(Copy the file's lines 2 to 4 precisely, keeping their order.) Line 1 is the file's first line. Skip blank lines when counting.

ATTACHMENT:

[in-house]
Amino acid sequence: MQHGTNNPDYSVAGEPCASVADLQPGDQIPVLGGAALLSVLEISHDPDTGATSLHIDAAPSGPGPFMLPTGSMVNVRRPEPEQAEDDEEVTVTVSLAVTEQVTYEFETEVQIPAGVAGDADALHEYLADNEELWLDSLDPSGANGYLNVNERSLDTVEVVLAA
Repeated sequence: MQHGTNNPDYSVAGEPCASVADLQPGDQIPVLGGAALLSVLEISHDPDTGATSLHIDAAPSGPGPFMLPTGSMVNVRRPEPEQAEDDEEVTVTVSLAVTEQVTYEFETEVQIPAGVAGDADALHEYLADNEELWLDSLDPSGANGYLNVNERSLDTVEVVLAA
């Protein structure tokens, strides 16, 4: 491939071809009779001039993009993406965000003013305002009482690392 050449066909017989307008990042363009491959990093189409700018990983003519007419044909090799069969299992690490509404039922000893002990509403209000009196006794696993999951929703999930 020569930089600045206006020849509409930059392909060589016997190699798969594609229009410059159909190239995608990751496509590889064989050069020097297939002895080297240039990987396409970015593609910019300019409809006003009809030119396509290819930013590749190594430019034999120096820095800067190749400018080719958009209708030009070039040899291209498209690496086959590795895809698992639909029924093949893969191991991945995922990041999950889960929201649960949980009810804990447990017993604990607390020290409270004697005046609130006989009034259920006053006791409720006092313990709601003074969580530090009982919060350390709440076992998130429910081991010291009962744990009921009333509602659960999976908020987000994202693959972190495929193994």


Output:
Amino acid sequence: MQHGTNNPDYSVAGEPCASVADLQPGDQIPVLGGAALLSVLEISHDPDTGATSLHIDAAPSGPGPFMLPTGSMVNVRRPEPEQAEDDEEVTVTVSLAVTEQVTYEFETEVQIPAGVAGDADALHEYLADNEELWLDSLDPSGANGYLNVNERSLDTVEVVLAA
Repeated sequence: MQHGTNNPDYSVAGEPCASVADLQPGDQIPVLGGAALLSVLEISHDPDTGATSLHIDAAPSGPGPFMLPTGSMVNVRRPEPEQAEDDEEVTVTVSLAVTEQVTYEFETEVQIPAGVAGDADALHEYLADNEELWLDSLDPSGANGYLNVNERSLDTVEVVLAA
């Protein structure tokens, strides 16, 4: 491939071809009779001039993009993406965000003013305002009482690392 050449066909017989307008990042363009491959990093189409700018990983003519007419044909090799069969299992690490509404039922000893002990509403209000009196006794696993999951929703999930 020569930089600045206006020849509409930059392909060589016997190699798969594609229009410059159909190239995608990751496509590889064989050069020097297939002895080297240039990987396409970015593609910019300019409809006003009809030119396509290819930013590749190594430019034999120096820095800067190749400018080719958009209708030009070039040899291209498209690496086959590795895809698992639909029924093949893969191991991945995922990041999950889960929201649960949980009810804990447990017993604990607390020290409270004697005046609130006989009034259920006053006791409720006092313990709601003074969580530090009982919060350390709440076992998130429910081991010291009962744990009921009333509602659960999976908020987000994202693959972190495929193994």